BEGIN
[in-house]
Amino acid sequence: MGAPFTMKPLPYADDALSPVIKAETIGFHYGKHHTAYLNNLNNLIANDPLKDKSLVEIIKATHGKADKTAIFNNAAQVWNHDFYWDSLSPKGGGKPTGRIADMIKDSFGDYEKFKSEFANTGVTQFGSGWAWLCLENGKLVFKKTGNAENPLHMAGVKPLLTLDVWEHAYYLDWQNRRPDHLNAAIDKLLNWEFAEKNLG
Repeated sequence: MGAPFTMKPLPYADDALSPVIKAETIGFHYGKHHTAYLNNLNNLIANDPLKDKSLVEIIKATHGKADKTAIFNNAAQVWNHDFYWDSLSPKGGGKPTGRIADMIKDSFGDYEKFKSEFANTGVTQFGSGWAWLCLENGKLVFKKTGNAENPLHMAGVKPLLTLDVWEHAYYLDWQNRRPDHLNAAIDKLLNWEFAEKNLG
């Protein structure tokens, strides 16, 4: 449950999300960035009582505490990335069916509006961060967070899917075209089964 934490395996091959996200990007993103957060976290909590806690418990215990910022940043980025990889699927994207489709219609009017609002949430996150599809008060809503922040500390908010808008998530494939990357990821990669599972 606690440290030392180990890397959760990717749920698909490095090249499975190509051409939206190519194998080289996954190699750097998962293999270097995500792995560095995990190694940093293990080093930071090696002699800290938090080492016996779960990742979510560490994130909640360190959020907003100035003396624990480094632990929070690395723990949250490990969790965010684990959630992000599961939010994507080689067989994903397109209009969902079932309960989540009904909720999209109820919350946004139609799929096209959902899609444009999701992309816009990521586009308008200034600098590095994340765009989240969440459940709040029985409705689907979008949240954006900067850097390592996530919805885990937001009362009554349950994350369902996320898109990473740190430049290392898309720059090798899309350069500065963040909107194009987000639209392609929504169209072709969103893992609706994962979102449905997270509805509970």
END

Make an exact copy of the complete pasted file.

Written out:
[in-house]
Amino acid sequence: MGAPFTMKPLPYADDALSPVIKAETIGFHYGKHHTAYLNNLNNLIANDPLKDKSLVEIIKATHGKADKTAIFNNAAQVWNHDFYWDSLSPKGGGKPTGRIADMIKDSFGDYEKFKSEFANTGVTQFGSGWAWLCLENGKLVFKKTGNAENPLHMAGVKPLLTLDVWEHAYYLDWQNRRPDHLNAAIDKLLNWEFAEKNLG
Repeated sequence: MGAPFTMKPLPYADDALSPVIKAETIGFHYGKHHTAYLNNLNNLIANDPLKDKSLVEIIKATHGKADKTAIFNNAAQVWNHDFYWDSLSPKGGGKPTGRIADMIKDSFGDYEKFKSEFANTGVTQFGSGWAWLCLENGKLVFKKTGNAENPLHMAGVKPLLTLDVWEHAYYLDWQNRRPDHLNAAIDKLLNWEFAEKNLG
């Protein structure tokens, strides 16, 4: 449950999300960035009582505490990335069916509006961060967070899917075209089964 934490395996091959996200990007993103957060976290909590806690418990215990910022940043980025990889699927994207489709219609009017609002949430996150599809008060809503922040500390908010808008998530494939990357990821990669599972 606690440290030392180990890397959760990717749920698909490095090249499975190509051409939206190519194998080289996954190699750097998962293999270097995500792995560095995990190694940093293990080093930071090696002699800290938090080492016996779960990742979510560490994130909640360190959020907003100035003396624990480094632990929070690395723990949250490990969790965010684990959630992000599961939010994507080689067989994903397109209009969902079932309960989540009904909720999209109820919350946004139609799929096209959902899609444009999701992309816009990521586009308008200034600098590095994340765009989240969440459940709040029985409705689907979008949240954006900067850097390592996530919805885990937001009362009554349950994350369902996320898109990473740190430049290392898309720059090798899309350069500065963040909107194009987000639209392609929504169209072709969103893992609706994962979102449905997270509805509970």